Land use planning in indigenous communities often takes place within state-based planning initiatives, leaving indigenous governments to serve as token participants. Through these initiatives, state-based governments have the ability to wield their power and control the planning process to the detriment of indigenous governments. This study sets forth an alternative option involving cooperative land use planning practices where neither government controls the planning process. Drawing upon a case study of the Oneida Reservation in Wisconsin, USA, this study explores ways to increase cooperative land use planning relationships between indigenous and state-based governments. As one of the few empirical studies to apply critical planning theory to advocate for increased cooperative land use planning, this paper proposes a series of recommendations that can help indigenous and state-based governments avoid conflicts and work toward cooperative relationships.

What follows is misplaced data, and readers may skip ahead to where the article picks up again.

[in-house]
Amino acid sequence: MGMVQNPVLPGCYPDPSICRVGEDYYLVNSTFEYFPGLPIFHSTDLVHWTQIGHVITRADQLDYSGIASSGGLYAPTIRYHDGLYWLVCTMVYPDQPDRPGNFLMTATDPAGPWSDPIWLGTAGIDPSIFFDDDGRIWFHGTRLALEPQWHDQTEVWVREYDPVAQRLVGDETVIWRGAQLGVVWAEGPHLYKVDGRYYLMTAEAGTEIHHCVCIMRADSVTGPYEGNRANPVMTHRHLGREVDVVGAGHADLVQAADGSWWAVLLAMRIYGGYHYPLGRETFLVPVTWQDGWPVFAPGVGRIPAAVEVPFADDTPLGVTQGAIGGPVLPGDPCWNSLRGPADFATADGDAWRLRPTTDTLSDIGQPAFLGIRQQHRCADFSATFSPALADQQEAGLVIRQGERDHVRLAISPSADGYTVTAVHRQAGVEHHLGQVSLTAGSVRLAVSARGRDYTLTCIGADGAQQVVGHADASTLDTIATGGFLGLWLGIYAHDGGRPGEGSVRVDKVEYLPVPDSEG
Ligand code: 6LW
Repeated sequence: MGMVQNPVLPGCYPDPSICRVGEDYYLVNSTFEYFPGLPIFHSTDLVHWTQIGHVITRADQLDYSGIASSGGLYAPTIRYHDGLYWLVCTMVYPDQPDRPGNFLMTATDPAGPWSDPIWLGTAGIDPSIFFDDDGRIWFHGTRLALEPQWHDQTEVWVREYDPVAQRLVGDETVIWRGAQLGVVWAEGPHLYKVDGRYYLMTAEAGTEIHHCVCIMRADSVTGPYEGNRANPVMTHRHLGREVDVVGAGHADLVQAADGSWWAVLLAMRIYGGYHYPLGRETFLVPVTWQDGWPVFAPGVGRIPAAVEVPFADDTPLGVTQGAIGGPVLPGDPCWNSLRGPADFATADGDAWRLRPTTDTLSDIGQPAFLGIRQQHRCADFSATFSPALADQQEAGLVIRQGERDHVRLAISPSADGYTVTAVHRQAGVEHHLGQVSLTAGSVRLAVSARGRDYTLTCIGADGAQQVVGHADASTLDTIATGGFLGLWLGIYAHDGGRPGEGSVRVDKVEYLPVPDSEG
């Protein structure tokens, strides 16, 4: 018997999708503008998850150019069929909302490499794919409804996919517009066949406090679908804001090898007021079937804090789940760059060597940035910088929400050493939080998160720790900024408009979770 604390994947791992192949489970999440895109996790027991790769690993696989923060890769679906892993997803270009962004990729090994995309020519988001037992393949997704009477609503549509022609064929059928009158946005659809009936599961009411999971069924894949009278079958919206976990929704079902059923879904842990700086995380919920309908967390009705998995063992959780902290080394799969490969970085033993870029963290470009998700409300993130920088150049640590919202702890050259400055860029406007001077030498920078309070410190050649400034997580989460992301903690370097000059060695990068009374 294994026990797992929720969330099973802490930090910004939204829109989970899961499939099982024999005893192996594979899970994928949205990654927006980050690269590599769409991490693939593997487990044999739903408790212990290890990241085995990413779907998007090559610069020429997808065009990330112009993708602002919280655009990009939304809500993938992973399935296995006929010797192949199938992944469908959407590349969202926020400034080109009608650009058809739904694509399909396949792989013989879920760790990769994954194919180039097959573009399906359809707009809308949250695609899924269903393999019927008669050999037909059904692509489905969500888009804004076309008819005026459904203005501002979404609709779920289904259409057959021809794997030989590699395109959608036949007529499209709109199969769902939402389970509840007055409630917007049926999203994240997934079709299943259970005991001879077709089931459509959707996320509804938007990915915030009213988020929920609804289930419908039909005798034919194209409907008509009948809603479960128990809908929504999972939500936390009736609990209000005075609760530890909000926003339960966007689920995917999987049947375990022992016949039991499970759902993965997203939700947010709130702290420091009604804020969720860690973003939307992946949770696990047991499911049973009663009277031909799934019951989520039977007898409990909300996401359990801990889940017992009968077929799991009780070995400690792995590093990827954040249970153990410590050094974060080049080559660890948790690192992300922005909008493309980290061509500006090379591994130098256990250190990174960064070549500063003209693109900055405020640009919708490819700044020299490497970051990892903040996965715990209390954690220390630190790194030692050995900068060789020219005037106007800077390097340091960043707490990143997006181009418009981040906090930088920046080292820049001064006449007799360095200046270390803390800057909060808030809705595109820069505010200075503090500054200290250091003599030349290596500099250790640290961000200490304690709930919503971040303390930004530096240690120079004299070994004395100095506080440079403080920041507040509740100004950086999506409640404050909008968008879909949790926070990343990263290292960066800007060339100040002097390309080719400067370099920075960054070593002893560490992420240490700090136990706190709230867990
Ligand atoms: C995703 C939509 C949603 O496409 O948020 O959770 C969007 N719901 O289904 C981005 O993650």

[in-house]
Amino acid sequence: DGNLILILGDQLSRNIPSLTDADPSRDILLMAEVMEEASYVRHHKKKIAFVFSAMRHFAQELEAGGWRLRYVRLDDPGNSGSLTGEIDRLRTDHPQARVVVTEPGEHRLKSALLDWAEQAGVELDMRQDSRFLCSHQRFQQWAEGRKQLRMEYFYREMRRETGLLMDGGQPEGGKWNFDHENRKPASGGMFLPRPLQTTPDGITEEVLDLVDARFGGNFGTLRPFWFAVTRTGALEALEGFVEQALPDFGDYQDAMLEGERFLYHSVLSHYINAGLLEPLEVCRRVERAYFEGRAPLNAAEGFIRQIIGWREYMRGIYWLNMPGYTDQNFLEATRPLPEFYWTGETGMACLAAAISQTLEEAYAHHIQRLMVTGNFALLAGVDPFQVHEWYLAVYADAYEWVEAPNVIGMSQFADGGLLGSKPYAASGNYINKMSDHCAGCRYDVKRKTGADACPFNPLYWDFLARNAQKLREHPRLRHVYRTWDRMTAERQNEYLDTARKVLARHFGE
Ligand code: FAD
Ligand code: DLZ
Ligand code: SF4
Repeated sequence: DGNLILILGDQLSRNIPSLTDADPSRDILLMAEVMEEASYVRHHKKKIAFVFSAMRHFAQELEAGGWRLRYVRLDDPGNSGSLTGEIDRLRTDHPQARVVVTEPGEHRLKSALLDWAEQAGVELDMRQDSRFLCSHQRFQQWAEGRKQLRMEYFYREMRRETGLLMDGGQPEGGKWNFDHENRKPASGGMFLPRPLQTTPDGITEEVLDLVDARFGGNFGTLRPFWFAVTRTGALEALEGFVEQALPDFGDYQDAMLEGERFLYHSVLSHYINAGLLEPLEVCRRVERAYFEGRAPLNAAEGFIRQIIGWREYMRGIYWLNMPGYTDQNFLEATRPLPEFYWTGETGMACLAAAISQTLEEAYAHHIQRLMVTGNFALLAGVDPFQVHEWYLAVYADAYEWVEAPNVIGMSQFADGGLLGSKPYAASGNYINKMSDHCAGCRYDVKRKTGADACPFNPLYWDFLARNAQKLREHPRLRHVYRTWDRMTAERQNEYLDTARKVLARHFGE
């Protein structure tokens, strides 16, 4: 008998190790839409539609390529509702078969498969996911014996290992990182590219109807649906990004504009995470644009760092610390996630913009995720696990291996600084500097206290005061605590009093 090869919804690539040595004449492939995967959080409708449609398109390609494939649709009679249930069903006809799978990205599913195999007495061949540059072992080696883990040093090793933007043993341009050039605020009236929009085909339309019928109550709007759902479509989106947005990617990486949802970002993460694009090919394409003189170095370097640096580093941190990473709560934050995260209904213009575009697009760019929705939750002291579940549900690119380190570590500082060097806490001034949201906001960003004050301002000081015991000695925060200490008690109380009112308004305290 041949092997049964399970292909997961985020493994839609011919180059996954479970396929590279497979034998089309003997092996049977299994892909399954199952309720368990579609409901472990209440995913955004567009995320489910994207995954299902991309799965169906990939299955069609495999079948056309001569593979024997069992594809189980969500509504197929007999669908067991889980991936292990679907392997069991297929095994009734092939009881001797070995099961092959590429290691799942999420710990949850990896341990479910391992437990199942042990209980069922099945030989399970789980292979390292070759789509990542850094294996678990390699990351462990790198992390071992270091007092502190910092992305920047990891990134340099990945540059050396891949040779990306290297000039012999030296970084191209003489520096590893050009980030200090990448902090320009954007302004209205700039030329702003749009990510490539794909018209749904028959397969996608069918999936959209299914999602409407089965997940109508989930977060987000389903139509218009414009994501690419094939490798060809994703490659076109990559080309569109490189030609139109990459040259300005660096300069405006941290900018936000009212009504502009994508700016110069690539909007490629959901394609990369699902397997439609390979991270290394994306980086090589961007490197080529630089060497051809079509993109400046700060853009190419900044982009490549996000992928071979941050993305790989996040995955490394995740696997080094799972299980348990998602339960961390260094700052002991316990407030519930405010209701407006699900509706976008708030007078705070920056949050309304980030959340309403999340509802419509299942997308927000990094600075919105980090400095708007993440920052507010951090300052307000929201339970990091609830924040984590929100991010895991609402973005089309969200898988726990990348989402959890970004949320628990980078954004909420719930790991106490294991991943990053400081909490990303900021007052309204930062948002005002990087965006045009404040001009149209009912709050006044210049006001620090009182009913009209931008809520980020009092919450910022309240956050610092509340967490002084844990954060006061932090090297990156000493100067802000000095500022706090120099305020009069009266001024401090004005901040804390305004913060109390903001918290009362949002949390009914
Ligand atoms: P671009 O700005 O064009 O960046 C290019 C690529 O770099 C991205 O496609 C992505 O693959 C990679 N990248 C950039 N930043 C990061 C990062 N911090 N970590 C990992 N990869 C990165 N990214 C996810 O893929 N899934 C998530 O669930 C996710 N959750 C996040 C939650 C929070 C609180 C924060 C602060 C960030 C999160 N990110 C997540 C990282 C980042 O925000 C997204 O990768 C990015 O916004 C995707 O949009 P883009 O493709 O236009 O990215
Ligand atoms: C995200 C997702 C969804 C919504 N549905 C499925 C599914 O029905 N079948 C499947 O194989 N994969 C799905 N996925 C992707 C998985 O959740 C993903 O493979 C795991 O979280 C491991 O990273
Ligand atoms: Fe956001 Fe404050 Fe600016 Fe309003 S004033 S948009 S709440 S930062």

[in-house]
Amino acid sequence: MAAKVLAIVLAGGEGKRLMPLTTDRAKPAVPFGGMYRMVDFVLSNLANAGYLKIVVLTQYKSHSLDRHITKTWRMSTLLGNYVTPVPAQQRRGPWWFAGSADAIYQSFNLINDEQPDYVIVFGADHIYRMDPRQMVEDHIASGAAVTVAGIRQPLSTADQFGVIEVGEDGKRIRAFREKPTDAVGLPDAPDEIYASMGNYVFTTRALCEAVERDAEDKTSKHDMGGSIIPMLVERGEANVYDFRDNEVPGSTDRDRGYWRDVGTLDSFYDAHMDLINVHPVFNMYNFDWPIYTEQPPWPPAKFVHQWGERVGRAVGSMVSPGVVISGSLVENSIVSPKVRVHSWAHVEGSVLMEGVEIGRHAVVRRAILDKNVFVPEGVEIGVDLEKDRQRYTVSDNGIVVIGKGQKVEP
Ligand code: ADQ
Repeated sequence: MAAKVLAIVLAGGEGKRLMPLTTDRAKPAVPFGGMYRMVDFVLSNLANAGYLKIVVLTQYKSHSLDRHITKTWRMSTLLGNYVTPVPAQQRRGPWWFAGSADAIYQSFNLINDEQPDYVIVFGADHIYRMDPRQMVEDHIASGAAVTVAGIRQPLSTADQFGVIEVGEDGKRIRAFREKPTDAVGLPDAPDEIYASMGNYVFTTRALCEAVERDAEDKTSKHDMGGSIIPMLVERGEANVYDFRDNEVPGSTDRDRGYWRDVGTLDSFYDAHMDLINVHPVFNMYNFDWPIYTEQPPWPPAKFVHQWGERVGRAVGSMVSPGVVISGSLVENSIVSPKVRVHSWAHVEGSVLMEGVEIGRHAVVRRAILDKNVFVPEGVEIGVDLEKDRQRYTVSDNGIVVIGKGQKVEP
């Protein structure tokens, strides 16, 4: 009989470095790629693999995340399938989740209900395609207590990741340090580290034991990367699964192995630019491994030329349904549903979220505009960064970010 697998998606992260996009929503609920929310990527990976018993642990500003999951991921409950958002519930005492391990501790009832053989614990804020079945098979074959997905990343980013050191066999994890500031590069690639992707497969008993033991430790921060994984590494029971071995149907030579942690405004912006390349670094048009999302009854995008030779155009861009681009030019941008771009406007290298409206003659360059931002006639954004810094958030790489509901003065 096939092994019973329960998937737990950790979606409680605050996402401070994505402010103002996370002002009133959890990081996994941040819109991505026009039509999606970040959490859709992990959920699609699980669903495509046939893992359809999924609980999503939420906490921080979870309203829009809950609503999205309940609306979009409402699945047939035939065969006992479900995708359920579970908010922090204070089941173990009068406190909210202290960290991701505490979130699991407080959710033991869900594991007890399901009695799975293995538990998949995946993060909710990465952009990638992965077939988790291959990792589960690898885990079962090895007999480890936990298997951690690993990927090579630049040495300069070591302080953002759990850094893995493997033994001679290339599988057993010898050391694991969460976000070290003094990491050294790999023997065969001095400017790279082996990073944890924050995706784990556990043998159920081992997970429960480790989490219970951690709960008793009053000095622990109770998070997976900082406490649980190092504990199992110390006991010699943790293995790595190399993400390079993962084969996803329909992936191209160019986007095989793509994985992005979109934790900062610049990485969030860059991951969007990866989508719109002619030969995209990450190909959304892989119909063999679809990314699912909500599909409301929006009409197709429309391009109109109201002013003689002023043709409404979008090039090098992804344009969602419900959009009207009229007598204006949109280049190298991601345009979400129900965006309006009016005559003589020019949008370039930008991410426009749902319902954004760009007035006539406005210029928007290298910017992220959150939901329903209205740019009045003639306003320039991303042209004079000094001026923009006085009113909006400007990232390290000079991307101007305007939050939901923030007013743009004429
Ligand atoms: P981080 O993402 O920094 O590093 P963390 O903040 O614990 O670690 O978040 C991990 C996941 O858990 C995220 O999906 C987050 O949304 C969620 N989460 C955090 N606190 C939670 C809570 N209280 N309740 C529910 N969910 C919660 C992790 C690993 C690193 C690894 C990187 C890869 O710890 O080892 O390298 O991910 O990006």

- Cooperative land use planning
- Indian reservation
- critical planning theory
- local governments
- tribal governments